The Daughter Also Rises
Emily Pataki Ponders a Future in Elective Office
She looks like any bright, young ambitious woman who has come to Washington, D.C., for the summer to work in politics.
But this 24-year-old who was nervously twirling the ice cubes in her water glass at a Georgetown restaurant recently has already campaigned in all 62 counties of New York and has cut a political TV commercial.
“I thought it was fun,” the young woman recalled. “I’m incredibly outgoing. I’m not shy, I enjoy public speaking. I take after my father in a lot of classical ways of being out on the stump.”
The woman is Emily Pataki. She happens to be the daughter of three-term New York Gov. George Pataki (R).
The eldest of four children, Emily Pataki is clearly comfortable with the trappings of political life.
“I used to have a little T-shirt when I was a toddler that said, ‘My daddy’s the mayor,’” she said.
That was when George Pataki, 58, was mayor of Peekskill, a city of 22,000 people along the Hudson River, about an hour north of New York City.
As George Pataki’s political career has progressed, his daughter has come right along with him. She said she was author of the tag line “The man you call Governor, I call Dad,” which was used in ads during the 2002 campaign.
“My father’s been an elected official ever since I was in diapers,” Pataki explained.
Even though her political lineage — and possibly, her political future — is in the Empire State, Pataki has been in Washington this summer, working as a writer/ researcher for the Republican Leadership Council. For a reported $5,000 a month — a far cry from a struggling intern’s salary — Pataki has helped craft messages for the six-year-old organization, which is dedicated to, in the words of its mission statement, electing “common-sense conservatives.” It is an organization that sees itself as a counterpoint to some of the more vocal social conservative elements that dominate the national GOP.
In short, a group whose politics aren’t all that different from Gov. Pataki’s.
Emily Pataki described herself as a moderate Republican.
“I’m pro-choice,” she volunteered.
She said she values “demographic diversity” in university admissions, calling herself a “proponent of diversity in academics and social environments,” though she wouldn’t say if she supported affirmative action.
Women’s issues — and the challenges facing women in politics — are clearly things she thinks about a lot.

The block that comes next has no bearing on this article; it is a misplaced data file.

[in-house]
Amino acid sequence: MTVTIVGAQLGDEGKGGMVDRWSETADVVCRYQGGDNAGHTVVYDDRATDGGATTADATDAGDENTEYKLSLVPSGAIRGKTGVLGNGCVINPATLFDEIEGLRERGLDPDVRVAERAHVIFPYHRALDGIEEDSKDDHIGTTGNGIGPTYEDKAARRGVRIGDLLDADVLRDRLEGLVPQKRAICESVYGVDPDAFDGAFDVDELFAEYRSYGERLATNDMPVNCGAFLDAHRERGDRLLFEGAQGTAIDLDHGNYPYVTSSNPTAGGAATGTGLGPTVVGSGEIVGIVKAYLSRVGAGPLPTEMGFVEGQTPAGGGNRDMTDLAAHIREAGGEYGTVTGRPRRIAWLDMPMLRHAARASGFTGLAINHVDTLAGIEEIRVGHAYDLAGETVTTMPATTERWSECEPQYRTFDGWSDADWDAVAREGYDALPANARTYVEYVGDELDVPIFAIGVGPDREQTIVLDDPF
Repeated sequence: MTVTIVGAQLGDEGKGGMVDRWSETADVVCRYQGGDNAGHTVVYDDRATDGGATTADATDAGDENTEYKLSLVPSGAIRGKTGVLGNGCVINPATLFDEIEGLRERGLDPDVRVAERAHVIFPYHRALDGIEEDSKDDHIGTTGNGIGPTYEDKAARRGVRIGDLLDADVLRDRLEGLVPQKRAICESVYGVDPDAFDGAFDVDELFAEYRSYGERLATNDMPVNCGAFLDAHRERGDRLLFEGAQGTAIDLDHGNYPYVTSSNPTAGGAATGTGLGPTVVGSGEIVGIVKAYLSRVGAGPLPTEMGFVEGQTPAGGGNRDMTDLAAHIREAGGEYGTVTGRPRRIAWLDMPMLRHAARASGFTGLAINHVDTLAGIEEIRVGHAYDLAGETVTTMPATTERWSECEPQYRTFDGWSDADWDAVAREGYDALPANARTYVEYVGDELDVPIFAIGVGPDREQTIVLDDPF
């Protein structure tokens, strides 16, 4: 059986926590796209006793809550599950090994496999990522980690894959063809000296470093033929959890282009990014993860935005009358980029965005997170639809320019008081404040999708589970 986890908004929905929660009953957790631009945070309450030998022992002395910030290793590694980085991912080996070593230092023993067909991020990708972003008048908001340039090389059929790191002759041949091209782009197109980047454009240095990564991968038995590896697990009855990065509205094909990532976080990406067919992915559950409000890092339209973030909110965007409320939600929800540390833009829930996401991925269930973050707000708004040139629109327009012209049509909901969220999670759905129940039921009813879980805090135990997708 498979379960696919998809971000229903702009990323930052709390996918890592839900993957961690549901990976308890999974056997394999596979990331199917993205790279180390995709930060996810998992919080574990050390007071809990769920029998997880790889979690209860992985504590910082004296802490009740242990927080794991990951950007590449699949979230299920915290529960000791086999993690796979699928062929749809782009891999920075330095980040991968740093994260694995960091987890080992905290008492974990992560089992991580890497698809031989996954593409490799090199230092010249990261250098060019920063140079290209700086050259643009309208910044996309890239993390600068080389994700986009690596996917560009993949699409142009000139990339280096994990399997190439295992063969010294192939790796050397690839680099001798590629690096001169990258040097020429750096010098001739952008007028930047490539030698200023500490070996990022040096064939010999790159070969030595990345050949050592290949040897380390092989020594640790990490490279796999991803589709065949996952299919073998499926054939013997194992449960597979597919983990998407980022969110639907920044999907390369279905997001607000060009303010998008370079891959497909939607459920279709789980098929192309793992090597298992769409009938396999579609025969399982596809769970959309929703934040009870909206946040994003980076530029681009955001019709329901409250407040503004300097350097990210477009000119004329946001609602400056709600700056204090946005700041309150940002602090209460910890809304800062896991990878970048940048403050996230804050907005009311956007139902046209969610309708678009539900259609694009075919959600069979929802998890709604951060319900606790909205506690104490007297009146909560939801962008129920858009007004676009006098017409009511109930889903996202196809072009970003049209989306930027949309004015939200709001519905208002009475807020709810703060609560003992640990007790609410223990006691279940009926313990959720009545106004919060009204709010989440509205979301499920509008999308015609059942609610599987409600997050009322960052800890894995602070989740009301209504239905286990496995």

“I think being a female certainly lends itself to considering your own political beliefs,” she said, dwelling on the sometimes opposite pull of career and family.
Pataki said she wants to raise children, and she’s hoping “to pursue a balanced life in some capacity.” Politics, she said “is in many ways off-balance, when you consider the sacrifices of a campaign.”
And yet campaigning is what many people believe Emily Pataki was born to do. As soon as she finished her stint as a high-paid adviser to her dad’s re-election campaign, rumors began circulating that Pataki was contemplating a run for Congress in New York’s 19th district, a Hudson Valley seat now occupied by five-term Rep. Sue Kelly (R).
But Kelly doesn’t have to worry yet about being shunted aside — Pataki said she isn’t jumping full-time into political life, at least for now. Instead, she’ll begin Columbia University Law School in September, and she said she’s unsure of what to do afterward.
“Perhaps I’ll go into practice after law school,” she said. “Perhaps that’s the next step. Maybe not, maybe I’ll work in journalism a little bit.” Nonetheless, she said — twice in a row — that she’s “not ruling [running for office] out.”
Many New York Republicans relish that prospect and say Pataki can do any number of things if she wants to.
“What’s the old phrase — the world’s an oyster. She’s obviously got a lot of potential,” said Kieran Mahoney, a long-time adviser to Gov. Pataki and one of the most powerful GOP strategists in New York.
Democrats agree — to a point.
“It’s good that Emily is looking into a career in politics,” said Chung Seto, executive director of the New York State Democratic Party. “We encourage women to run for office every day at the Democratic Party.”
Seto warned, however, that Pataki wouldn’t get a free pass to elected office should she ever decide to run.
“Her father has proven that while he talks a good talk, when it comes to educating our children, or providing good wages for our teachers and other New Yorkers, he has failed. That’s going to be a legacy that she’s going to have to run on,” Seto said. “I’m sure that Democrats alike and young people and women are going to remind her about that.”
But Pataki isn’t thinking political legacy at the moment, she’s merely wondering about student life. Pataki said she’s unsure what area of law she’ll pursue at Columbia, though her interests include criminal, constitutional and intellectual property law — as well as literature and psychology.
Admission to Columbia Law marks the second time the eldest Pataki daughter has chosen a school her father graduated from, a trajectory Pataki said hasn’t been deliberate. Like the New York governor, Emily also earned her undergraduate degree from Yale University — with a major in American studies.
Afterward, she worked at Bloomberg News and interned at ABC News.
Pataki said life in Washington has so far agreed with her.
“I’ve completely fallen in love with Georgetown,” she said. “It’s a beautiful, nice place to live.”
Maybe she’ll be back.